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Re: gcl-2.6.13 released [stable]

From: Camm Maguire
Subject: Re: gcl-2.6.13 released [stable]
Date: Wed, 21 Dec 2022 12:23:14 -0500
User-agent: Gnus/5.13 (Gnus v5.13) Emacs/27.1 (gnu/linux)

Greetings, and thanks so much for your feedback!

My strong guess is that you are using gcc-12.  There is a known bug
therein preventing gcl from using it until fixed.  I anticipate this
won't take too long, so have not put any configure checks etc. in the


Please let me know if problems persist with gcc <= 11.  You should be
able to do CC=gcc-11 ./configure .... when building gcl and that will
take care of it.

Take care,

Raymond Toy <toy.raymond@gmail.com> writes:

> On Tue, Dec 20, 2022 at 10:58 AM Camm Maguire 
> <camm@transcendence.maguirefamily.org> wrote:
>  Greetings!  The GCL team is happy to announce the release of version
>  2.6.13, the latest achievement in the 'stable' (as opposed to
>  'development') series.  Please see http://www.gnu.org/software/gcl for
>  downloading information.
>  This release consolidates several years of work on GCL internals,
>  performance and ansi compliance.
> I got the release from git and built it without problems.  Built maxima too, 
> but I get memory corruption errors and a fatal segfault runnint the 
> testsuite.  I'm using the current maxima HEAD, not your cleanup banch. (Which 
> looks really nice, BTW.)
>  Garbage collection has been overhauled and significantly accelerated.
>  Contiguous block handling is now as fast as or perhaps faster than
>  relblock handling, leading to the now implemented promotion of relblock
>  data to contiguous after a surviving a number of gc calls.  Relblock is
>  only written once during gc.  Heap allocation is fully dynamic at
>  runtime and controllable with environment variables without
>  recompilation.  While SGC is supported, it is found in practice to be
>  less useful with modern large memory cores and is off by default.  </p>
>  GCC on several platforms defaults to code which must lie within a common
>  2Gb space, now an issue with heaps routinely larger than this.  Error
>  protection for code address overflow is in place on most machines.  The
>  variable si::*code-block-reserve* can be set to a static array of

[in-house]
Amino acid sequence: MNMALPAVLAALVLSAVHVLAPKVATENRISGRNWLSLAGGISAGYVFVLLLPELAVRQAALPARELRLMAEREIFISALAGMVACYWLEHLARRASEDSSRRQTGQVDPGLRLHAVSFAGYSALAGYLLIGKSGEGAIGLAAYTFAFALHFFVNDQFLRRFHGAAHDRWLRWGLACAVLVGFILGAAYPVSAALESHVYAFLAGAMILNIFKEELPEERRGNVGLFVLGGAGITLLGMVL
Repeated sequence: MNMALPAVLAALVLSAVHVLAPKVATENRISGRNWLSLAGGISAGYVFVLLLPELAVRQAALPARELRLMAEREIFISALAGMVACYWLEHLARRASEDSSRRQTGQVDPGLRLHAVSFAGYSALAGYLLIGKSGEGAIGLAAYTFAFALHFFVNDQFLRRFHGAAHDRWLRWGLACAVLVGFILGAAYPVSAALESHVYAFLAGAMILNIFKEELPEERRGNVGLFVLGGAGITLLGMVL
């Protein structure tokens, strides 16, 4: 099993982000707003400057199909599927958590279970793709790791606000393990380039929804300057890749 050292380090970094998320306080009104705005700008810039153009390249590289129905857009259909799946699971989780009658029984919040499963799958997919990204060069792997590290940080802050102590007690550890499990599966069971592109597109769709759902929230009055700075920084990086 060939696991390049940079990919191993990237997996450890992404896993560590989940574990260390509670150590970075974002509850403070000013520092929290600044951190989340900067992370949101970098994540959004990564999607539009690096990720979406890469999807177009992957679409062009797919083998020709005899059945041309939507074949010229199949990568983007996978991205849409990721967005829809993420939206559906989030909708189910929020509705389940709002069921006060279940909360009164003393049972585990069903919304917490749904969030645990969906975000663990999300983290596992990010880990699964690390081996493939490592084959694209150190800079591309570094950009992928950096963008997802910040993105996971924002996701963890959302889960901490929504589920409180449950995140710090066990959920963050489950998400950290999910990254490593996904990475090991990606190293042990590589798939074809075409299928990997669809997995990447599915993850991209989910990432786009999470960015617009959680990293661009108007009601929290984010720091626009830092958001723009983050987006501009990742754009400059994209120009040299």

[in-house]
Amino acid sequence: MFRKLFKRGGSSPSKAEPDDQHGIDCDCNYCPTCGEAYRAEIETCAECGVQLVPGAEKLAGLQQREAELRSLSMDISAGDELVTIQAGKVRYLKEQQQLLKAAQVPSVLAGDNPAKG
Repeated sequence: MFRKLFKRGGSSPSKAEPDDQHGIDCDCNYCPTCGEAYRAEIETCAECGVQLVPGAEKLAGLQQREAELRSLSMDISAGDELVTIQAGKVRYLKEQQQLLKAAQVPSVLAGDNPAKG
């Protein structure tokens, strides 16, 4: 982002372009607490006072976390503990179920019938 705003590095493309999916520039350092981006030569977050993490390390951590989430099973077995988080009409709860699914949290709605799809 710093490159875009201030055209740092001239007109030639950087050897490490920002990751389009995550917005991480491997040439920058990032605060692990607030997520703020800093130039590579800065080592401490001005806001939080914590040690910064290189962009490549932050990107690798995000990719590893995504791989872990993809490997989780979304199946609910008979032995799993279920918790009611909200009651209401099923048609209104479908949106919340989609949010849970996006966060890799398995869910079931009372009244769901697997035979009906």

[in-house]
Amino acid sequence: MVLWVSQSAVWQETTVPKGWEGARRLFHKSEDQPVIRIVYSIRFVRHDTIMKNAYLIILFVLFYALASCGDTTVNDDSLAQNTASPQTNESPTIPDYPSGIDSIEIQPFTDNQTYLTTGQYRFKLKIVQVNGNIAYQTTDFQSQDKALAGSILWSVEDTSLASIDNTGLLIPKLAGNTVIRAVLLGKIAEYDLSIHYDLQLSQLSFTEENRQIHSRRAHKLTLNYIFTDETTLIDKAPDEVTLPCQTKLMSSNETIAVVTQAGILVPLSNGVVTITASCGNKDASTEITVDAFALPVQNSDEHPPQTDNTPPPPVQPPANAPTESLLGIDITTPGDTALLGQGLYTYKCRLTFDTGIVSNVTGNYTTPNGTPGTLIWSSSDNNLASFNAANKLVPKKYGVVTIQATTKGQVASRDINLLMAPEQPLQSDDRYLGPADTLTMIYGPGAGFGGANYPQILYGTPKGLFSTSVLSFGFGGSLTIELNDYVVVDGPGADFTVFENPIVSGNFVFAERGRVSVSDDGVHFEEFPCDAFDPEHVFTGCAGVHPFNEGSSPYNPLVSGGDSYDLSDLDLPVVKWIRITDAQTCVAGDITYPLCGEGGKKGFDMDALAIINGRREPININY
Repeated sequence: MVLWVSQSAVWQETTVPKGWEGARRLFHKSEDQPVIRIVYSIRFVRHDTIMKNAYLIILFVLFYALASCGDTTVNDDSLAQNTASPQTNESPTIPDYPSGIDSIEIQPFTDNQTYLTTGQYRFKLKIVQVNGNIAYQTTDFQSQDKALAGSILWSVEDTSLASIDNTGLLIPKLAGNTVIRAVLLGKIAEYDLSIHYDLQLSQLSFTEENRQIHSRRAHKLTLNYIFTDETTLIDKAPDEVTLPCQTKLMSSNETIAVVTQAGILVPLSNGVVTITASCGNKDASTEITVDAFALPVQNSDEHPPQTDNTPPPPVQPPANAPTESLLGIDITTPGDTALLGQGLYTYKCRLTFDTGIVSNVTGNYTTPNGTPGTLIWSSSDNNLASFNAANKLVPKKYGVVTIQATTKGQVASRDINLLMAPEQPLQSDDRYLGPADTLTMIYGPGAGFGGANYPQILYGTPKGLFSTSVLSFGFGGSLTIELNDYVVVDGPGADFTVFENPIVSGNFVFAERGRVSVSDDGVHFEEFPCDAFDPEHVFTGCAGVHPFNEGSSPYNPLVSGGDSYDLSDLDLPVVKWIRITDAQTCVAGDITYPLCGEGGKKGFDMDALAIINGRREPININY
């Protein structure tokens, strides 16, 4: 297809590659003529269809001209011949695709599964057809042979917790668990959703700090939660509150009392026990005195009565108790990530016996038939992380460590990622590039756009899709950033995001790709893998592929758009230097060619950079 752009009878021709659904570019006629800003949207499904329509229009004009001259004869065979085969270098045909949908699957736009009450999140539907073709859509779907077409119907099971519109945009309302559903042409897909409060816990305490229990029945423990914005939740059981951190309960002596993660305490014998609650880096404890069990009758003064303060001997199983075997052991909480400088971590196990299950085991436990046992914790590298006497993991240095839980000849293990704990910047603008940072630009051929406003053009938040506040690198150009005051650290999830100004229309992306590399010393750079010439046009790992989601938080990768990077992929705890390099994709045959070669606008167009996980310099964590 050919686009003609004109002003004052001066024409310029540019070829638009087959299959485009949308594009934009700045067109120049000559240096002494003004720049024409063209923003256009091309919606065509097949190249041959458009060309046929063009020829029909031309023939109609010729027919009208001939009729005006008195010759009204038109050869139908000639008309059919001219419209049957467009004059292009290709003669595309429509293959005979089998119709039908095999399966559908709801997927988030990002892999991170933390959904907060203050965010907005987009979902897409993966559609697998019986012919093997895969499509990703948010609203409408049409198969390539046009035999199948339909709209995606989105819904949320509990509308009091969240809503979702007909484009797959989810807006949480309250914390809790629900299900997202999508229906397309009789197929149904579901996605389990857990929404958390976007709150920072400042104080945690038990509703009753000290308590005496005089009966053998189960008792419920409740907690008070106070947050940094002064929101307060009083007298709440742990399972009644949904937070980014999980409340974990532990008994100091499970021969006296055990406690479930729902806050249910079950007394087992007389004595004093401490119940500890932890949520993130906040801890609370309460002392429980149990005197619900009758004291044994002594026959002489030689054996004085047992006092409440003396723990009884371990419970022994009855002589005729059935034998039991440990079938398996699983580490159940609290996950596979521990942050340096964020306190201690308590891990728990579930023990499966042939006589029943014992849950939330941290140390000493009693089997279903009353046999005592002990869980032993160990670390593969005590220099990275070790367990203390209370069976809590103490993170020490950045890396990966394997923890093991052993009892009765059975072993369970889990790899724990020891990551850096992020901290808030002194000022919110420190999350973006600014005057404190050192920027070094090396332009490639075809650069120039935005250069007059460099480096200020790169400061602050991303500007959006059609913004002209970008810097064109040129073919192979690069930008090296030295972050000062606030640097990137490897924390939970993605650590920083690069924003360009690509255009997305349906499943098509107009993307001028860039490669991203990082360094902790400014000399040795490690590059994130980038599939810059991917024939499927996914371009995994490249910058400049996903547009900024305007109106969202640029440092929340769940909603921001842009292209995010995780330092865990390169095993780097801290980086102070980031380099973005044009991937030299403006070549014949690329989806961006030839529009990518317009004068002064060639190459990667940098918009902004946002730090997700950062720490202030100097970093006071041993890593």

>  element type 'character to preallocate a code block early within an
>  acceptable range.  On amd64, compile-file takes a :large-memory-model-p
>  keyword (with compiler::*default-large-memory-model-p*) to compile
>  somewhat slower code which can be loaded at an arbitrary address.
>  The COMMON-LISP package is fixed to the ansi standard.  A CLTL1-COMPAT
>  package is defined to support earlier applications, and is used in
>  non-ansi builds.
>  GCL can optionally manage a single heap load across multiple processes
>  via the GCL_MULTIPROCESS_MEMORY_POOL environment variable.  GCL can
>  compile gprof profiling code in non-profiling images using the :prof-p
>  keyword to compile, causing '(si::gprof-start)(...)(si::gprof-quit)' to
>  only report calls to such code.  GCL supports riscv4, and 64bit cygwin
>  on Windows in addition to the previous 21 architectures.  GCL has
>  extensive support for hardware floating point exception handling via the
>  #'si::break-on-floating-point-exceptions function, taking the floating
>  point errors as keyword arguments.
>  Several ANSI compliance errors have been fixed, most particularly in
>  pathnames and restarts.  Hashtables have been accelerated, supporting
>  caching, static allocation, and 'equalp tests.
>  Circle detection and handling has been greatly accelerated, using the gc
>  marking algorithm for a copy-less implementation.
>  The compiler no longer writes data files reordering
>  "package-operations", changing the data file format to one loadable on
>  object file initialization.
>  Floating point reading and writing has been made more precise.  Inf/nan
>  handling matches IEEE specifications.
>  Here are the compressed sources and a GPG detached signature:
>    https://www.gnu.org/software/gcl//gcl-2.6.13.tar.gz
>    https://www.gnu.org/software/gcl//gcl-2.6.13.tar.gz.sig
>  Use a mirror for higher download bandwidth:
>    https://www.gnu.org/order/ftp.html
>  Here are the SHA1 and SHA256 checksums:
>  15b99ce0a0274ea1487866593d1262b0ce0051fa  gcl-2.6.13.tar.gz
>  8OnPPf67vS3iJo9GC49W/ItKGRRBs2IAF+RLJcmssY4  gcl-2.6.13.tar.gz
>  The SHA256 checksum is base64 encoded, instead of the
>  hexadecimal encoding that most checksum tools default to.
>  Use a .sig file to verify that the corresponding file (without the
>  .sig suffix) is intact.  First, be sure to download both the .sig file
>  and the corresponding tarball.  Then, run a command like this:
>    gpg --verify gcl-2.6.13.tar.gz.sig
>  The signature should match the fingerprint of the following key:
>    pub   dsa1024 2002-08-23 [SCA]
>          F1B0 68F9 933A AC36 2A30  A795 7331 B5C0 57F0 45DC
>    uid           [ unknown] Camm Maguire <camm@debian.org>
>    uid           [ unknown] Camm Maguire <camm@enhanced.com>
>  If that command fails because you don't have the required public key,
>  or that public key has expired, try the following commands to retrieve
>  or refresh it, and then rerun the 'gpg --verify' command.
>    gpg --recv-keys F1B068F9933AAC362A30A7957331B5C057F045DC
>  As a last resort to find the key, you can try the official GNU
>  keyring:
>    wget -q https://ftp.gnu.org/gnu/gnu-keyring.gpg
>    gpg --keyring gnu-keyring.gpg --verify gcl-2.6.13.tar.gz.sig
>  -- 
>  Camm Maguire                                        camm@maguirefamily.org
>  ==========================================================================
>  "The earth is but one country, and mankind its citizens."  --  Baha'u'llah

Camm Maguire                                        camm@maguirefamily.org
"The earth is but one country, and mankind its citizens."  --  Baha'u'llah

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